1. An admission may, under certain circumstances, bind strangers as well, whereas estoppel binds only parties and privies thereto. It cannot be taken advantage of by strangers.
2. Estoppel being a rule of evidence, an action cannot be founded on it, whereas an action may be founded on an admission. 3. An admission of a party is strong evidence against him, but he is at liberty to prove that such admission was mistaken or untrue. But, if another person has been induced by it to alter his position, the party is estopped from disputing its truth with respect to that person. When an admission has been acted upon by another person, the admission is an estoppel, and the estopped party is required to make good his representation; in other words, the admission is conclusive. An estoppel differs from an admission in that it cannot be taken advantage of by strangers. It binds only the parties and privies.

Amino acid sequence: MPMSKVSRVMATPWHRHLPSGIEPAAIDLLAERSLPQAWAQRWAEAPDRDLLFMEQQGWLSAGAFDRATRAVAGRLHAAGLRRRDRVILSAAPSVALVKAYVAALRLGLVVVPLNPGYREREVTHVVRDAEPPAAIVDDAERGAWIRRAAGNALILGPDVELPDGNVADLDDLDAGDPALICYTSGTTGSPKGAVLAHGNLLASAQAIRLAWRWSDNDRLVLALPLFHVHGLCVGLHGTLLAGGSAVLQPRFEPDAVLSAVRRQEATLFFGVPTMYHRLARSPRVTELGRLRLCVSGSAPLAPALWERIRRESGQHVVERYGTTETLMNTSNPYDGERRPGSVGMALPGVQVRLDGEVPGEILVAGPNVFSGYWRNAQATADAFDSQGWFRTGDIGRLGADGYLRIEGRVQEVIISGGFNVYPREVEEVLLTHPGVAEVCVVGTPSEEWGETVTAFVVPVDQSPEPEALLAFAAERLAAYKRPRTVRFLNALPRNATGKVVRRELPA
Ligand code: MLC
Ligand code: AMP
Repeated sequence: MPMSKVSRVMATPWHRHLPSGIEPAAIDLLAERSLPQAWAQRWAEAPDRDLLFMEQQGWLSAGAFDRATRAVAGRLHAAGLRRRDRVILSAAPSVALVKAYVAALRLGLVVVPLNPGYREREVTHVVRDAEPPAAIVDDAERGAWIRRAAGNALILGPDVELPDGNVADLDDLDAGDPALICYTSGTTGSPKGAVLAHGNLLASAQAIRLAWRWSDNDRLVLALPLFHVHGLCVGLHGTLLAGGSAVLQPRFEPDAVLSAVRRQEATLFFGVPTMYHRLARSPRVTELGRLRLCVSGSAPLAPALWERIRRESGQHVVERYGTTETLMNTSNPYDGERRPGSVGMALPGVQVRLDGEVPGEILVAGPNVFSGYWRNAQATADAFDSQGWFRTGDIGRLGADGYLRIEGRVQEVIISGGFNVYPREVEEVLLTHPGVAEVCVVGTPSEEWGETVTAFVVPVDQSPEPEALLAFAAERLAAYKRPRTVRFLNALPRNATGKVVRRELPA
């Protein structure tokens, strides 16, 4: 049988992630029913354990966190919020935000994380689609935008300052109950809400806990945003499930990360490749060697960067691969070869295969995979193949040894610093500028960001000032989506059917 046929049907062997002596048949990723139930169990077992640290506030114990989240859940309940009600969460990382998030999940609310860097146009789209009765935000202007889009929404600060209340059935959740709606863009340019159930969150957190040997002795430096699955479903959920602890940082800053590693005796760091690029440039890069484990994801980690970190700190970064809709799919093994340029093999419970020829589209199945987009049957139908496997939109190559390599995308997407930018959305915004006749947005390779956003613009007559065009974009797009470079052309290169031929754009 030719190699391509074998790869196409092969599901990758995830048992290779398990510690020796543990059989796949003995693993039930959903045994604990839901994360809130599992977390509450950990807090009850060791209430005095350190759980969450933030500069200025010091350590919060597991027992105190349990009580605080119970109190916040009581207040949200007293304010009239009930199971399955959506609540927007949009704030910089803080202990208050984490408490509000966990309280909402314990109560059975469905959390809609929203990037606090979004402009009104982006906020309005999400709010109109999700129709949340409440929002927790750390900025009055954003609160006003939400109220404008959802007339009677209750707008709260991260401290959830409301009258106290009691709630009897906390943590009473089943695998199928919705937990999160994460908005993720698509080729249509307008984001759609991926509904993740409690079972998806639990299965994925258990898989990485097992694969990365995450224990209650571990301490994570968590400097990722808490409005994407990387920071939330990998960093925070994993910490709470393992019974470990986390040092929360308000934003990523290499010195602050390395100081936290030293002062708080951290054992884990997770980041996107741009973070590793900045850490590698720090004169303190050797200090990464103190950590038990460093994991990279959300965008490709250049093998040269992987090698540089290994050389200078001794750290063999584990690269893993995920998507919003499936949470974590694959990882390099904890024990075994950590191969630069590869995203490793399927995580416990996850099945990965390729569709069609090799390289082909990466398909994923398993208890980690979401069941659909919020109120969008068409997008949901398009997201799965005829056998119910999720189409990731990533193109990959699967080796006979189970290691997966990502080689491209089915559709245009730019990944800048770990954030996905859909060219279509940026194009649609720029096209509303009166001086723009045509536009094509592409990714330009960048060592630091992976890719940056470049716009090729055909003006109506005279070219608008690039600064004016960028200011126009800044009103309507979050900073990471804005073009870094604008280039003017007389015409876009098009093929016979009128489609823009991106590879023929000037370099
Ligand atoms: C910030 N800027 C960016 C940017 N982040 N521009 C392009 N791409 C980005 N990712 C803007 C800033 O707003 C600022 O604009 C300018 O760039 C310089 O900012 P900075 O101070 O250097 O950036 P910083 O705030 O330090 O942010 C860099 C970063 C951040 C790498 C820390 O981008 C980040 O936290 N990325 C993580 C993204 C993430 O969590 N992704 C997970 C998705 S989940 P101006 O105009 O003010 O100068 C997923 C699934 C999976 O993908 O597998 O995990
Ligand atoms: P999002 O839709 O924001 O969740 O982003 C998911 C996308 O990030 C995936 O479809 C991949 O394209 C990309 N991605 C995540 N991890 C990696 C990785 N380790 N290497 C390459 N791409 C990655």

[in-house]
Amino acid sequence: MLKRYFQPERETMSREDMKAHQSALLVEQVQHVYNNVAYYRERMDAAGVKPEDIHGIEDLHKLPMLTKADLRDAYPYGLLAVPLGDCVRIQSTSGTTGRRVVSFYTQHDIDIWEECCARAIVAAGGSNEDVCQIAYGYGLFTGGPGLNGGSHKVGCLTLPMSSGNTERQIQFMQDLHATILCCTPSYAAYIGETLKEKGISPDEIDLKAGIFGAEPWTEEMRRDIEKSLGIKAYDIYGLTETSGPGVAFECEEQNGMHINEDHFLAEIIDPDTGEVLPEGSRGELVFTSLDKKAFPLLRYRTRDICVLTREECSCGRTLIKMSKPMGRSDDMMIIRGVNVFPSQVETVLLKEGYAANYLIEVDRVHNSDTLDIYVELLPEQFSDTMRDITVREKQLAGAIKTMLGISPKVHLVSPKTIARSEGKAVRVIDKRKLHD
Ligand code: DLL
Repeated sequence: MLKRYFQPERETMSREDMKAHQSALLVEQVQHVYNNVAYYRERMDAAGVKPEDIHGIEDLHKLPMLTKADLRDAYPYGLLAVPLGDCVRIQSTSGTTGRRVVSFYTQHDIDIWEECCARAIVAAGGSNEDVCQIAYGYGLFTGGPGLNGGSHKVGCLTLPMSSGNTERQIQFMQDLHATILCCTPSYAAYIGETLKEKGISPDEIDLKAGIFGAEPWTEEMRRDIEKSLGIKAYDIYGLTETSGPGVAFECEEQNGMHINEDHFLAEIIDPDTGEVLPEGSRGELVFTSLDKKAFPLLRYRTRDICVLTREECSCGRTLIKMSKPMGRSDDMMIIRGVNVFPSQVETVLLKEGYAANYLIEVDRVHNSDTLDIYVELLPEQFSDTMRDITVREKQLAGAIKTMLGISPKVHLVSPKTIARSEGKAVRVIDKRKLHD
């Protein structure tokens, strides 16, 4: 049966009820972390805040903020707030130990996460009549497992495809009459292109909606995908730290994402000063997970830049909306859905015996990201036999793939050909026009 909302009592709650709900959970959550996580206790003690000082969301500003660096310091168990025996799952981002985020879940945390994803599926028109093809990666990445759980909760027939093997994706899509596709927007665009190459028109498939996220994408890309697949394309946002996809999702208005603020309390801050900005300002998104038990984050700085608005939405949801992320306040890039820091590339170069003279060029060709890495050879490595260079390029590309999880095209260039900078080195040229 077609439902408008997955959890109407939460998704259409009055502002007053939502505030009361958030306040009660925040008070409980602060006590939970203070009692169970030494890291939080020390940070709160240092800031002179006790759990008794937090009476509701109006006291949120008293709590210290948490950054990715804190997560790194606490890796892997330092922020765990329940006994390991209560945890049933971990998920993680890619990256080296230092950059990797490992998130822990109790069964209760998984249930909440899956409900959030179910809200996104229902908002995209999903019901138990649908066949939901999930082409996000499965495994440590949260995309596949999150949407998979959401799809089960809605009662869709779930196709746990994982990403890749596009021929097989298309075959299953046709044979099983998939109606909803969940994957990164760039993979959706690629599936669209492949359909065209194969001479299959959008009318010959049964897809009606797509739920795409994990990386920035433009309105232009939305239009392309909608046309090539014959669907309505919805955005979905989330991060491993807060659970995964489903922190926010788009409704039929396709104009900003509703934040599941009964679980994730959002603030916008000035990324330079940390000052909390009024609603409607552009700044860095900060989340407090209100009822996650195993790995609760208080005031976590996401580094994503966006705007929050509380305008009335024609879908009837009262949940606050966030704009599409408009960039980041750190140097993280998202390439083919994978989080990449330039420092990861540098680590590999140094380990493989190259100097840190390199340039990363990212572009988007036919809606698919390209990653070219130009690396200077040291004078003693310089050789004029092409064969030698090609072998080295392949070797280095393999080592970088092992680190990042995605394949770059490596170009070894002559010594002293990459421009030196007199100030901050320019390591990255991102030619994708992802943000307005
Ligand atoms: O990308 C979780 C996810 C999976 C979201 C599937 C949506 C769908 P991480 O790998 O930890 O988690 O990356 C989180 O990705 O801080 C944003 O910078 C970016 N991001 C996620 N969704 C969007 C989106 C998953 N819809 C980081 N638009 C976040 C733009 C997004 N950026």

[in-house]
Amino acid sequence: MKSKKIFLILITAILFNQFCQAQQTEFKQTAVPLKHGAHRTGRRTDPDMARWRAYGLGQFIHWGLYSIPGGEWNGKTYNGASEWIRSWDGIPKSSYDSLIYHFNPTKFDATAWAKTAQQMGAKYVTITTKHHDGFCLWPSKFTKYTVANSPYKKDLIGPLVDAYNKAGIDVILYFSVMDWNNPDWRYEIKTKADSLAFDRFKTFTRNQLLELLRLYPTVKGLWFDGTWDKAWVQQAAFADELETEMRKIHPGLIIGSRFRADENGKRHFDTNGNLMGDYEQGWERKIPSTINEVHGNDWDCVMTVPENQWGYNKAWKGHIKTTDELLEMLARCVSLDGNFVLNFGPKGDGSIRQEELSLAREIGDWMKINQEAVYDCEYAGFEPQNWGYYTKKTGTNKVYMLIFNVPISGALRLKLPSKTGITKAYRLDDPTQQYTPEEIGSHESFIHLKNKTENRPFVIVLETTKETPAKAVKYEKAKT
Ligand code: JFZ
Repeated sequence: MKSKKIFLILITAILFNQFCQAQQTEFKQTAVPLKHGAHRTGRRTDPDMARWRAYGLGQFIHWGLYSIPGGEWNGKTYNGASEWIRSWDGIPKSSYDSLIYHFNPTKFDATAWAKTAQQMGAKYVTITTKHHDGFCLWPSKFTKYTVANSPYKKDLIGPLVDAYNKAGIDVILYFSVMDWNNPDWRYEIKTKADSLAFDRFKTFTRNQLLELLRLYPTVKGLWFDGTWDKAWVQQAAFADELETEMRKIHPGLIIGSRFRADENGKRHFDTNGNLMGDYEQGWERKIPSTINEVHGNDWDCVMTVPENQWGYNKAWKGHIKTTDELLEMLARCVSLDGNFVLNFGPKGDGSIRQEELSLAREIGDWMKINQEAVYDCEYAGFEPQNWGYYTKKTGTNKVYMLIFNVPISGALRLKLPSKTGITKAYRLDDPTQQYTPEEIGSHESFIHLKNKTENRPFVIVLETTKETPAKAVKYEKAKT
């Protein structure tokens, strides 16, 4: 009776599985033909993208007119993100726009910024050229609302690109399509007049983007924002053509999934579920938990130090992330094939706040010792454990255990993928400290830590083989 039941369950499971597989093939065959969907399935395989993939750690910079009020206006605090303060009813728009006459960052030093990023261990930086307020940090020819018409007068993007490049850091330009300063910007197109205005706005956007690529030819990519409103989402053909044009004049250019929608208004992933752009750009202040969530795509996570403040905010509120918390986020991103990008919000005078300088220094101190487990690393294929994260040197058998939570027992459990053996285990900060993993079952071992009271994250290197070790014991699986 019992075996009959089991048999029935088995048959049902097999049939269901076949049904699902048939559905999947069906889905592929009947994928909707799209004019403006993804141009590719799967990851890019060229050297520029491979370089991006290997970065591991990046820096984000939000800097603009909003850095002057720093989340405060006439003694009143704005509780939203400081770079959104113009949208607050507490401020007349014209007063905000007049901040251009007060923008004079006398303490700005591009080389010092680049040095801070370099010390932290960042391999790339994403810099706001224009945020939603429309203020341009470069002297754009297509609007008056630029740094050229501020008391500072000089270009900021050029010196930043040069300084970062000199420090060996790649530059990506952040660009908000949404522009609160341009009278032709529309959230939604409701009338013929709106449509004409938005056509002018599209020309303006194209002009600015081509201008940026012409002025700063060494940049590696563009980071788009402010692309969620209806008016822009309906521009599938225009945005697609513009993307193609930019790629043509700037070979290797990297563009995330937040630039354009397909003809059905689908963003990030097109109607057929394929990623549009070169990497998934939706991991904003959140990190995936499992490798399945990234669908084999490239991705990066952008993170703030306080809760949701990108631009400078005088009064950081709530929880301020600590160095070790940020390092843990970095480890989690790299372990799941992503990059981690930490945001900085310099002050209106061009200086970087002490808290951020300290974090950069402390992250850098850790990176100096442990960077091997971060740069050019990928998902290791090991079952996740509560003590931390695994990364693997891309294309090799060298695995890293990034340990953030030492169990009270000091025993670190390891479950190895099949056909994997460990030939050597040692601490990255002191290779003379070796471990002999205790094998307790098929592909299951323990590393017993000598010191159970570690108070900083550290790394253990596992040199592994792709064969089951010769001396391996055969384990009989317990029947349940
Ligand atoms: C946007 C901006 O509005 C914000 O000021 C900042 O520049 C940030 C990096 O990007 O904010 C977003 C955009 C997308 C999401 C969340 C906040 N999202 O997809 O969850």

An estoppel is only a rule of evidence, for an action cannot be founded upon it.